But technological visions have their evangelists, too, including some who really take it to the ‘Star Trek’ extremes, as Jeff Bezos did recently by saying it is “inevitable” that we will put all the world’s polluting heavy industry into orbit. Fantasy, perhaps, but there are technologies on Earth that are already sidestepping previous limits and opening possibilities we hadn’t imagined before.
Unlocking the north
There is an ore deposit called Baimskaya in a remote region of Russia’s eastern Arctic. It is one of the world’s largest, with 2510 million tonnes of mineral resources including copper, gold, silver and molybdenum. The only problem is that there is no infrastructure anywhere near it — no power, no roads, no airports, no seaports. To access the resources means building all of that virtually from scratch, which is why it has never happened.
I think you know what I am going to say: nuclear can do it. In fact, nuclear is already doing it. Rosatom’s subsidiary for icebreakers and floating plants, AtomFlot, signed a preliminary agreement at the start of September to supply two floating power plants, each with two 106MWe RITM-200N units. The first two should be online by 2027, in time to power the completely new port that will be constructed at Cape Nagloynyn that will ship out the ore coming from Baimskaya on a dedicated 428km road.
Cape Nagloynyn is about 68km across an Arctic bay from Pevek, where the first floating plant, the Akademik Lomonosov, is already operating and supplying power to the advance teams at the Baimskaya site using a specially constructed transmission line. During construction of the mine the Akademik Lomonosov will provide up to 20MWe. Once in operation Baimskaya will demand more than 300MWe, all of which will be supplied by the Cape Nagloynyn floating plants. This daring mega-development is nuclear powered all the way.
Rosatom’s statements put the price of delivered electricity at RUB 6 per kWh, which works out at about $82.48 per MWh. Incredibly, this is at least one-third less than UK power consumers will be paying for electricity from Hinkley Point C, which goes to show it is not the economics of atomic fission itself that are questionable but rather the economic circumstances we have chosen to put around it. More to the point, this project shows that nuclear technology can make possible what was impossible before. Not for the first time Russia is going to be a pioneer in the use of nuclear, but other rich resource fields exist, notably in Canada, that are waiting to be unlocked.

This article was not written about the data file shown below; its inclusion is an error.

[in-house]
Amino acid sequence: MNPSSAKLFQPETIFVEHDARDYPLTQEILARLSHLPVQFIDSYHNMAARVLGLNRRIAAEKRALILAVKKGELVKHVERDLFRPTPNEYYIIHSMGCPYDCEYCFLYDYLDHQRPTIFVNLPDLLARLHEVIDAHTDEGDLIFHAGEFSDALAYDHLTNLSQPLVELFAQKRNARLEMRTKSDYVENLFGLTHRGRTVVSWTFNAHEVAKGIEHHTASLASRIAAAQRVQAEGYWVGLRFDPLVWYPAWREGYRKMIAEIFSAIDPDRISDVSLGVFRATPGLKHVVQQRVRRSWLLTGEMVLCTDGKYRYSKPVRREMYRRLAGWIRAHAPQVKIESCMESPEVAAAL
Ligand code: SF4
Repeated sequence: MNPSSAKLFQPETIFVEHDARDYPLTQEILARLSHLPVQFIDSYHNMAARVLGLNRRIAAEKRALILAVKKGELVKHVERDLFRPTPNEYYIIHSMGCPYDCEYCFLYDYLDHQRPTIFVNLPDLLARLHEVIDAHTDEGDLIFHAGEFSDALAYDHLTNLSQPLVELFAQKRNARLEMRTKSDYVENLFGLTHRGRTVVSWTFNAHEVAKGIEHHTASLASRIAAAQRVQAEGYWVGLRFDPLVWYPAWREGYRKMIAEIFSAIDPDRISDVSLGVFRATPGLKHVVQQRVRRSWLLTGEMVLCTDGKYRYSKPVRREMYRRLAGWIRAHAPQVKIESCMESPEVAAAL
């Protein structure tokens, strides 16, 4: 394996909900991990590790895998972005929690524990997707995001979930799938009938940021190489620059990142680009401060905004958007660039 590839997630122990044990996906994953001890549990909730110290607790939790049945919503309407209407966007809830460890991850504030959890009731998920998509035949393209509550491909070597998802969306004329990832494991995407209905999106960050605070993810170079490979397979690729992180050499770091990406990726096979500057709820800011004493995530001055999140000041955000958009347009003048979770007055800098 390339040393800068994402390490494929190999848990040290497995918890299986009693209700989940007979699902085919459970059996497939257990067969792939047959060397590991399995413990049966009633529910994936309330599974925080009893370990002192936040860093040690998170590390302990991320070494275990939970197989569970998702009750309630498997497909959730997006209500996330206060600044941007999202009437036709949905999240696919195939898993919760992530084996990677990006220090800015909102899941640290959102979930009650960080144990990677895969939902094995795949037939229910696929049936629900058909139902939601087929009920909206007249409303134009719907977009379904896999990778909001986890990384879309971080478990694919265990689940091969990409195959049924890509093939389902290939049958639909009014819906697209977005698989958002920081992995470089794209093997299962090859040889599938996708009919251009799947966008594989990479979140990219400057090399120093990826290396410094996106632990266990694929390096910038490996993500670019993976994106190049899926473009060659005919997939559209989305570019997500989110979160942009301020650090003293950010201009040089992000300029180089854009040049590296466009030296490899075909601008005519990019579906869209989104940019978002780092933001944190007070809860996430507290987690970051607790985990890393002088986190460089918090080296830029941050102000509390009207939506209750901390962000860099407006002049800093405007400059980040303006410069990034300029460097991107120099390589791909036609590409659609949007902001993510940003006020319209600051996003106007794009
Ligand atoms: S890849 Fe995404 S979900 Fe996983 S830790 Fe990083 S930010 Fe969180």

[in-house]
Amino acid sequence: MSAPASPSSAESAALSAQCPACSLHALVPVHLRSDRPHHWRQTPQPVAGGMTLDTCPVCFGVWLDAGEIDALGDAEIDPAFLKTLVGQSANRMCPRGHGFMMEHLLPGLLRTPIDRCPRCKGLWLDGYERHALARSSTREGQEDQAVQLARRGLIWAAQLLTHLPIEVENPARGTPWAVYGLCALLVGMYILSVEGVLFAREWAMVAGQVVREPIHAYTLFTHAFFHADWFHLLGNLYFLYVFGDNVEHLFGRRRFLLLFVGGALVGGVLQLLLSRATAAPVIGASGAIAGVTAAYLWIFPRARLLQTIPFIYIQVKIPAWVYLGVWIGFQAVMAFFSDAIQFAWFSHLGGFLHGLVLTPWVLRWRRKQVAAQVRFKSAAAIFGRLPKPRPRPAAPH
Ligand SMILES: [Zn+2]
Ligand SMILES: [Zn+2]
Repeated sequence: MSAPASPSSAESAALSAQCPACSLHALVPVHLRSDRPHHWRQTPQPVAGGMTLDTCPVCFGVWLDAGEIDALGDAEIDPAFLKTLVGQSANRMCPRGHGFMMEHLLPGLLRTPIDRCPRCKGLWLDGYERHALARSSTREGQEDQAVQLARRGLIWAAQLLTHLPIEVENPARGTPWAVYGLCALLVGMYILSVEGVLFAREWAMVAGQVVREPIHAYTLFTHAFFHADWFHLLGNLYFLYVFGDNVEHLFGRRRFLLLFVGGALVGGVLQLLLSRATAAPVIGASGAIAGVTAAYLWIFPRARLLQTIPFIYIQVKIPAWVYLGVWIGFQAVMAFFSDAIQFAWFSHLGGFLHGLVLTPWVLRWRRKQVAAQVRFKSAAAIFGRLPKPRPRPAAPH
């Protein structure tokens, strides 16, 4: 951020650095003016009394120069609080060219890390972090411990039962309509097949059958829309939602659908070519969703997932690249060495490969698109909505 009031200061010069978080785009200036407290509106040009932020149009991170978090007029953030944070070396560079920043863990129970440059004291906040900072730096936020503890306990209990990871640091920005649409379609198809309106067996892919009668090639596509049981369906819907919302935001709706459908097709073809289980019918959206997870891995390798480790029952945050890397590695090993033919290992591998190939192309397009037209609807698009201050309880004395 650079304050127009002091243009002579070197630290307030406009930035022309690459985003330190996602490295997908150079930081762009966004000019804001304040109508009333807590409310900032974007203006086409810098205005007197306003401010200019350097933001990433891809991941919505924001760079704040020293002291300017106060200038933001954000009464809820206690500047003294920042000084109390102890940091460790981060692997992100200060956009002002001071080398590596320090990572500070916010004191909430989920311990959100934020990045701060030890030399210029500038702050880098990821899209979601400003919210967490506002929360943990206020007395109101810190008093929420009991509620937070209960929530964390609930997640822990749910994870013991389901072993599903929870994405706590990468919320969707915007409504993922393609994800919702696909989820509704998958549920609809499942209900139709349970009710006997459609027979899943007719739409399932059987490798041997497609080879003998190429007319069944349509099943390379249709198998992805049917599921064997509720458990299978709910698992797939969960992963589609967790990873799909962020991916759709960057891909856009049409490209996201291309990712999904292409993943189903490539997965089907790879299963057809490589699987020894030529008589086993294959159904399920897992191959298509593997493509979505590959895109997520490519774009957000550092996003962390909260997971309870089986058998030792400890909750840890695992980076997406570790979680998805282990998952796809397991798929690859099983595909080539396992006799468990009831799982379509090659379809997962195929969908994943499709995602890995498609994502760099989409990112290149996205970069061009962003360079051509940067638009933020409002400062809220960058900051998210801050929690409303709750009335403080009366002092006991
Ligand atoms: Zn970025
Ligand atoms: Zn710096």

What a conflicting situation for proponents of the vision of constrained consumption. They will hardly be advocates for huge Arctic mining projects, yet the energy-efficient electric vehicles, battery storage and wind and solar generators they demand will need a lot of copper. Baimskaya’s 9.9 million tonnes of copper will be among the world’s lowest CO2 options, having been mined and transported almost exclusively using nuclear electricity. It is a huge source of clean copper coming available at just the time the world needs it.
The fact is no single vision of development on Earth will ever dominate. I started by saying our society had liberally used resources to their limits, but that is only really true of the most rapacious countries and cultures of the 20th Century. Plenty of cultures, especially indigenous ones, were able to live in much more harmonious ways. Perhaps it is ironic that the developments powered by small reactors that completely leapfrog fossil fuels and unlock huge resource fields will take place in remote areas where indigenous people have lived for centuries more or less within the resources offered by the land.
There will always be conflict between popular visions of the future, but when development is clean there can be plenty of space on Earth for multiple visions to be pursued simultaneously. They can even be complementary.
Jeremy Gordon is an independent communication consultant with 15 years of experience in the international energy industry. His company Fluent in Energy supports partners of all kinds to communicate matters of clean energy and sustainable development.
Cartoon by Alexy Kovynev